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The Band that Played On: The Extraordinary Story of the 8 Musicians Who Went Down with the Titanic

Who were the eight brave men who calmly and courageously played on until the very end?

By / March 31, 2011

The Band that Played On: The Extraordinary Story of the 8 Musicians Who Went Down with the Titanic By Steve Turner Thomas Nelson 272 pp.

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April 15, 2012, will mark the 100th anniversary of the sinking of the Titanic, the world’s largest – and supposedly the safest – passenger ship of its time. You can be sure that the centennial will trigger a landslide of books on the subject. Less certain is how many will find anything new to say.

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But here is at least one – an early comer to the race – that has already succeeded on that count. The Band that Played On by Steve Turner is, surprisingly, the first book since the great ship went down to examine the lives of the eight musicians who were employed by the Titanic. What these men did – standing calmly on deck playing throughout the disaster – achieved global recognition. But their individual stories, until now, have been largely unknown. What Turner has uncovered is a narrow but unique slice of history – one more chapter of compelling Titanic lore.

Turner, a music journalist, pursued living relatives of the band members and squeezed all that he could out of “inherited photographs, documents, and anecdotes” enabling him to sketch brief but poignant portraits of eight young (or at least youngish) men, all born in an optimistic era and all members of the rising middle class. To their parents, their girlfriends, and surely to themselves as well, the future must have seemed bright right up until the early morning hours of April 15, 1912.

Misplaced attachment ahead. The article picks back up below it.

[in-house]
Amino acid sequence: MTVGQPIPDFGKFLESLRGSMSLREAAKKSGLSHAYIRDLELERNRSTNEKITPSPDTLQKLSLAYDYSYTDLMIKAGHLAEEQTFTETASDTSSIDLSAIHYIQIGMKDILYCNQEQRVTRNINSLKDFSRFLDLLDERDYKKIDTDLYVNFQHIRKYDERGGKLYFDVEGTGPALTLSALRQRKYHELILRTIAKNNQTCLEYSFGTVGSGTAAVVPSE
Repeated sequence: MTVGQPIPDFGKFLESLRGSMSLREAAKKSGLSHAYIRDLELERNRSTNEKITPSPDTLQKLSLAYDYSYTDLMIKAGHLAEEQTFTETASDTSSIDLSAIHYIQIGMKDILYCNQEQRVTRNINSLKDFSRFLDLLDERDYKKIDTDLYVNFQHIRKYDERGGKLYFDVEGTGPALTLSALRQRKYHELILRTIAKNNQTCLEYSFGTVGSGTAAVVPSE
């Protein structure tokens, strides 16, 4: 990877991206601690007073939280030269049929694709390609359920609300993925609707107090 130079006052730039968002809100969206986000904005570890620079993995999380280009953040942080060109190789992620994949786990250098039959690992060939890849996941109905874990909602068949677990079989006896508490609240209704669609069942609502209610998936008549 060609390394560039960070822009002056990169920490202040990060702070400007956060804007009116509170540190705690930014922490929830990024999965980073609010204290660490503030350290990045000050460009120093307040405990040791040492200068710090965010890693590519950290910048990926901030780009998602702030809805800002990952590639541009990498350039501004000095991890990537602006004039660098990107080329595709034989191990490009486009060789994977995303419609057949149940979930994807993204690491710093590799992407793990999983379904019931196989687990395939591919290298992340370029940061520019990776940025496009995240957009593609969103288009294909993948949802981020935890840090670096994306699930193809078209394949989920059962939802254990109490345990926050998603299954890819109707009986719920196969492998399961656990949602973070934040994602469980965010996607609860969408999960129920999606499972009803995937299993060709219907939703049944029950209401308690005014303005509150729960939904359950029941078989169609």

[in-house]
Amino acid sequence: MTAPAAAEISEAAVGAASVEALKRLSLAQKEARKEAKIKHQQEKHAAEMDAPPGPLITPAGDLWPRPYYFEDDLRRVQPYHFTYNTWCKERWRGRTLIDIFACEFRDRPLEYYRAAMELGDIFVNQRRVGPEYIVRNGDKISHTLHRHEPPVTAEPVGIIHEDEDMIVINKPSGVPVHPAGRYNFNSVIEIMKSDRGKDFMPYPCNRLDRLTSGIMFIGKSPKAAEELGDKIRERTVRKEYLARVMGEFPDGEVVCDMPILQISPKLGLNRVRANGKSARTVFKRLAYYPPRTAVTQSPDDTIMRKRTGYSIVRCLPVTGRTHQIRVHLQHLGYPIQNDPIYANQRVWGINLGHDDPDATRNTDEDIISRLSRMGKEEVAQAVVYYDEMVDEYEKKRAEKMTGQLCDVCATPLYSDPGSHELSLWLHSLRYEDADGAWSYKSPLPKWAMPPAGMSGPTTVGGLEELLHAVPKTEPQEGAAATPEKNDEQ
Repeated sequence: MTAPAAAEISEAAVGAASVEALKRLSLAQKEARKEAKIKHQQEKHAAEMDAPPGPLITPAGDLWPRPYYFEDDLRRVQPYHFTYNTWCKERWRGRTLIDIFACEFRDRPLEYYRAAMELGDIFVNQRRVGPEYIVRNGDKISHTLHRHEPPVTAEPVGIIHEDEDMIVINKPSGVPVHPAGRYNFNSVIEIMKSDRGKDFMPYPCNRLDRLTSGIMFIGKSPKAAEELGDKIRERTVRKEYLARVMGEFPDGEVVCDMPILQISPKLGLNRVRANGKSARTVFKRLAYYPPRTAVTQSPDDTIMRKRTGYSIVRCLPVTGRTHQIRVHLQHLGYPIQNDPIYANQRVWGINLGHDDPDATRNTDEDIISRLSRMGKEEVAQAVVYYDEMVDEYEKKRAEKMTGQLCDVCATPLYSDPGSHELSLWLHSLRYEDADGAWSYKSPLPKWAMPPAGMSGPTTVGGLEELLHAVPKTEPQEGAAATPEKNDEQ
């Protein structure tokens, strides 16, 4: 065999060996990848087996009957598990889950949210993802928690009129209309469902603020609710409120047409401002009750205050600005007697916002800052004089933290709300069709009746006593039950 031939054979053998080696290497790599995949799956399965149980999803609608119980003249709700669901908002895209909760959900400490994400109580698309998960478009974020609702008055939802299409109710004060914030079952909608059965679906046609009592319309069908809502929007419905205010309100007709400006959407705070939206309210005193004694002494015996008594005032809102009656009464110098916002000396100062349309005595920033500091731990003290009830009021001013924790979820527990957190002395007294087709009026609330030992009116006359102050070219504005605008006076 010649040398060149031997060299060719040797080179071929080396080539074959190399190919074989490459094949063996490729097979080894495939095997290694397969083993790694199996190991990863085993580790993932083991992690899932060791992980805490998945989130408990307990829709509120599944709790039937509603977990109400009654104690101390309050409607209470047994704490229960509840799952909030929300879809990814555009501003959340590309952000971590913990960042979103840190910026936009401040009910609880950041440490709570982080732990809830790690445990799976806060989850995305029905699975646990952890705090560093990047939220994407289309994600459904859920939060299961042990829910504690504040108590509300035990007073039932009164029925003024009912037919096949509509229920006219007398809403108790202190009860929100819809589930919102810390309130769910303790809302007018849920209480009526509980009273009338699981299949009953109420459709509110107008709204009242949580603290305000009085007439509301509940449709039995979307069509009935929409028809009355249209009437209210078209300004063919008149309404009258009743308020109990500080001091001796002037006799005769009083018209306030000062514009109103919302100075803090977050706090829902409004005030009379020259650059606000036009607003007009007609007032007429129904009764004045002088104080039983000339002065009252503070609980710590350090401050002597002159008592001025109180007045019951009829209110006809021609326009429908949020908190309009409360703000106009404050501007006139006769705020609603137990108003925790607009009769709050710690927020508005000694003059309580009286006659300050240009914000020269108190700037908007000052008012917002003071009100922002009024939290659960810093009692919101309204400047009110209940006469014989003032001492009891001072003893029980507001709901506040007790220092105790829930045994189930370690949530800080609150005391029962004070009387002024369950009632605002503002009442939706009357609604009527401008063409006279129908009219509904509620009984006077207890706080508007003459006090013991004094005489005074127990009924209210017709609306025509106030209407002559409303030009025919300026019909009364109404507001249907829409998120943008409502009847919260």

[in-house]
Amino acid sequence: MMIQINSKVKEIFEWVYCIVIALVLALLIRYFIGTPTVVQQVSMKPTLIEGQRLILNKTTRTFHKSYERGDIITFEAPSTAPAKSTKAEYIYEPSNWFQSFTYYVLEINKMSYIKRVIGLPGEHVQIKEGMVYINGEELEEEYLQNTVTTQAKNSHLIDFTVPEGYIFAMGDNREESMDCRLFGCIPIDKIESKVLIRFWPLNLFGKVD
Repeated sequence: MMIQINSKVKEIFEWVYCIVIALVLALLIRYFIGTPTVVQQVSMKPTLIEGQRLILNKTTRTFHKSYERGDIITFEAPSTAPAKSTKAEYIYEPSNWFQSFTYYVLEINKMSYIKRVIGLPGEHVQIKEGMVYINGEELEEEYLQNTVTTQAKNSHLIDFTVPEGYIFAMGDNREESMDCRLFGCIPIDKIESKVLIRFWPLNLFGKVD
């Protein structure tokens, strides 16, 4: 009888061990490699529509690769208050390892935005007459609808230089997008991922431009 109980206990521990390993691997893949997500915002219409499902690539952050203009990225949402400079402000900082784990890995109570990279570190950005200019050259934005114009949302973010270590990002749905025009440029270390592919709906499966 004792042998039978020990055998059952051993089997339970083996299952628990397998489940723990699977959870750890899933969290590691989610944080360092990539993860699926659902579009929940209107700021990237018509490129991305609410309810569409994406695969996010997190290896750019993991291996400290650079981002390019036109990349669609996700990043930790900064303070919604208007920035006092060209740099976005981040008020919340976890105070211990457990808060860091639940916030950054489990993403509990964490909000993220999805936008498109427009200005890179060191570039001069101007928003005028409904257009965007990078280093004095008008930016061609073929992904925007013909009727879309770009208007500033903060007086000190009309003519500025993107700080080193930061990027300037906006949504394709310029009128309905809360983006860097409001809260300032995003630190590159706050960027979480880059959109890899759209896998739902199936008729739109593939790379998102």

There were actually two separate bands working on the maiden voyage of the Titanic. One was a quintet, a “saloon orchestra.” The other was a trio, intended to serve as a “deck band.”

The eight men almost certainly never played as one group until the night the ship sank when – many believe – the quintet’s leader Wallace Hartley had the idea to bring them together to perform their fabled final gig.

Of the eight men, five were English, one was French, one Belgian, and one a Scot. Three of them had never been to sea before but most of the others were experienced ships’ musicians. (Two had even been working on board the Olympic, the Titanic’s sister ship, the night one year earlier when that ship collided with another ocean liner but did not sink.)

Only one of the band members was married and none had children but several had girlfriends – including the young Scot, Jock Hume, described as “the liveliest, cheekiest member of the band,” who left behind a young woman pregnant with his baby. (The two had expected to marry upon his return.)

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